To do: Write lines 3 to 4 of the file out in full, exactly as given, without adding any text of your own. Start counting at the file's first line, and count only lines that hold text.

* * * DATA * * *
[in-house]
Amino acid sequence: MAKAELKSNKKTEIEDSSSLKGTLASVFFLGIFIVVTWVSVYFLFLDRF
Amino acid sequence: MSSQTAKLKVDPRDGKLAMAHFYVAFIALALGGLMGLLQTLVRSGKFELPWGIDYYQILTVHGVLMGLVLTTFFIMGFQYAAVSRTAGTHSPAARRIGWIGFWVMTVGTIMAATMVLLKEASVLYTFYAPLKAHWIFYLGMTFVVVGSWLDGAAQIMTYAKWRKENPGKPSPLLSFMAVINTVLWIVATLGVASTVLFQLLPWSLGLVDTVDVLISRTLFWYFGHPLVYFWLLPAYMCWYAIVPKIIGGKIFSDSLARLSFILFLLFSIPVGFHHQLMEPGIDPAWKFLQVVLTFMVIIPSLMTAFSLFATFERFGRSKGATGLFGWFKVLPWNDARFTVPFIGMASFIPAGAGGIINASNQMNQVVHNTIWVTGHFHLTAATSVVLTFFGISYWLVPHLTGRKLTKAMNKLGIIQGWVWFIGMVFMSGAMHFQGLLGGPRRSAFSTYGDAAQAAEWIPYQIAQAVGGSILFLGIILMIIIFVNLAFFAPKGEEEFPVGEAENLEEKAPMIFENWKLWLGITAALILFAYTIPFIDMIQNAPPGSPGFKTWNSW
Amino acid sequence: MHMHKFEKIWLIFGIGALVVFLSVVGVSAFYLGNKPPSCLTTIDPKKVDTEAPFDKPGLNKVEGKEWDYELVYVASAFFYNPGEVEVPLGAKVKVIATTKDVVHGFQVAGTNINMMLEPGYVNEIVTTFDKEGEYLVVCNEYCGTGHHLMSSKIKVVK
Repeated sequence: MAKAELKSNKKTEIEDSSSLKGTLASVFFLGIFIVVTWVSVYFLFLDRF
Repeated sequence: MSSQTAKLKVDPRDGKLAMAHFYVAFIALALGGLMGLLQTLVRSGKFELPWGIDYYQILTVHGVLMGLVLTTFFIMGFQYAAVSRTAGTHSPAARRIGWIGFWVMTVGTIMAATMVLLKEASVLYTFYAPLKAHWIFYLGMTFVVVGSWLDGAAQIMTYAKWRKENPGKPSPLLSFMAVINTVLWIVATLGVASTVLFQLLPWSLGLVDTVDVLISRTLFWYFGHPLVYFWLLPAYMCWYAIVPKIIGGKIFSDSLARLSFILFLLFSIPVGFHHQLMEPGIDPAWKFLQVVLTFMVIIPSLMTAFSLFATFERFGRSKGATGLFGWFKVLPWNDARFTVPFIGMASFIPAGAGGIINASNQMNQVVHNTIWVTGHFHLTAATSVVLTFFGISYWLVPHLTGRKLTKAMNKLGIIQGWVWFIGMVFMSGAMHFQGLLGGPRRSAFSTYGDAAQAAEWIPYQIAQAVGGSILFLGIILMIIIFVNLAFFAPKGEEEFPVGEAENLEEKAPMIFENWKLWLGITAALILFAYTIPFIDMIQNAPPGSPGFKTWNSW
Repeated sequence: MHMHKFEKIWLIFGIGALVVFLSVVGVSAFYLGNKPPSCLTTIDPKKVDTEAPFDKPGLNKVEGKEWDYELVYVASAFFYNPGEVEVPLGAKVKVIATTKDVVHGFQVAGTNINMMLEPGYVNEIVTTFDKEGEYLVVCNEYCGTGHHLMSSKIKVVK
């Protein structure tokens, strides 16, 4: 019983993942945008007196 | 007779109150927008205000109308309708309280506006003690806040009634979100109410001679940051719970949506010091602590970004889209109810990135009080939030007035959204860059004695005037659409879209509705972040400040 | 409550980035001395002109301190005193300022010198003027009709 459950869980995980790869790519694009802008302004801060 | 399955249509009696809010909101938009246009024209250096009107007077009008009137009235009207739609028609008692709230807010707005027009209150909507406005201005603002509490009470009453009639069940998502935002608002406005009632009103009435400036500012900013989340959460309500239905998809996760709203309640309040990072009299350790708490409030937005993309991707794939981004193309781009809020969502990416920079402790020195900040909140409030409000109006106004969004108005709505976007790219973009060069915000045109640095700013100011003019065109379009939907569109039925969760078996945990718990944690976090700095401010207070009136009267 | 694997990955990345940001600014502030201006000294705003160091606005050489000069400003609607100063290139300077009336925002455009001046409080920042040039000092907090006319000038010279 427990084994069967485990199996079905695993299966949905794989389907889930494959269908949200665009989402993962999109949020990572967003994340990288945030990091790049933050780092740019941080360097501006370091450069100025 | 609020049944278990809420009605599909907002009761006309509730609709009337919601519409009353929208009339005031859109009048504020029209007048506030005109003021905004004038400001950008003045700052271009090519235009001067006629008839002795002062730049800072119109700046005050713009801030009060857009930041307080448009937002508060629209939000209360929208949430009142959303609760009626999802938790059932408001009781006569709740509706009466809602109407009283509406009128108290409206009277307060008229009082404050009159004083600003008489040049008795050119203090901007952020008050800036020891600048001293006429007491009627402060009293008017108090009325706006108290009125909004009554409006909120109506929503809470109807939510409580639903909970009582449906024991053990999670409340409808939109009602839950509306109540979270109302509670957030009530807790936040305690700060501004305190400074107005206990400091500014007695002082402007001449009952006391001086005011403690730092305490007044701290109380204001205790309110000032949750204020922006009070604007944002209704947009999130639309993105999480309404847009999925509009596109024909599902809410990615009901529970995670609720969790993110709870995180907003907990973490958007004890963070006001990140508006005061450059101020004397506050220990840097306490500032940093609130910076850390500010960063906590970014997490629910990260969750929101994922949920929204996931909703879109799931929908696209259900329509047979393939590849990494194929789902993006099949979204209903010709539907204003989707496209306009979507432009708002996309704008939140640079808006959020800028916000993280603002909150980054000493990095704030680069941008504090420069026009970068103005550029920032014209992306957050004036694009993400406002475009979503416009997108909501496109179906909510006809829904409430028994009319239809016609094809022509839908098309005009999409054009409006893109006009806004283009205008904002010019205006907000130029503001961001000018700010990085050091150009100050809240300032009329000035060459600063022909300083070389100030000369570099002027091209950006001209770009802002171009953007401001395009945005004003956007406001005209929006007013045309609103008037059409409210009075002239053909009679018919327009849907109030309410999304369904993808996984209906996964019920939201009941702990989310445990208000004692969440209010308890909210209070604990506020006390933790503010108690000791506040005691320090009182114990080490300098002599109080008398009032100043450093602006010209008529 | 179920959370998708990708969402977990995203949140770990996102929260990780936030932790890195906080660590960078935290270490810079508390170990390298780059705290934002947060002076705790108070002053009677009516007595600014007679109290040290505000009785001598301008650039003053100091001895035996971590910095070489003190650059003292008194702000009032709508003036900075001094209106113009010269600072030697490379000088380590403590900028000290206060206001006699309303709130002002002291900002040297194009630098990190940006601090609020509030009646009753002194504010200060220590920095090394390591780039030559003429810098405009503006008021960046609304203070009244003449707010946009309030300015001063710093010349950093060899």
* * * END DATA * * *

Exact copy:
Amino acid sequence: MSSQTAKLKVDPRDGKLAMAHFYVAFIALALGGLMGLLQTLVRSGKFELPWGIDYYQILTVHGVLMGLVLTTFFIMGFQYAAVSRTAGTHSPAARRIGWIGFWVMTVGTIMAATMVLLKEASVLYTFYAPLKAHWIFYLGMTFVVVGSWLDGAAQIMTYAKWRKENPGKPSPLLSFMAVINTVLWIVATLGVASTVLFQLLPWSLGLVDTVDVLISRTLFWYFGHPLVYFWLLPAYMCWYAIVPKIIGGKIFSDSLARLSFILFLLFSIPVGFHHQLMEPGIDPAWKFLQVVLTFMVIIPSLMTAFSLFATFERFGRSKGATGLFGWFKVLPWNDARFTVPFIGMASFIPAGAGGIINASNQMNQVVHNTIWVTGHFHLTAATSVVLTFFGISYWLVPHLTGRKLTKAMNKLGIIQGWVWFIGMVFMSGAMHFQGLLGGPRRSAFSTYGDAAQAAEWIPYQIAQAVGGSILFLGIILMIIIFVNLAFFAPKGEEEFPVGEAENLEEKAPMIFENWKLWLGITAALILFAYTIPFIDMIQNAPPGSPGFKTWNSW
Amino acid sequence: MHMHKFEKIWLIFGIGALVVFLSVVGVSAFYLGNKPPSCLTTIDPKKVDTEAPFDKPGLNKVEGKEWDYELVYVASAFFYNPGEVEVPLGAKVKVIATTKDVVHGFQVAGTNINMMLEPGYVNEIVTTFDKEGEYLVVCNEYCGTGHHLMSSKIKVVK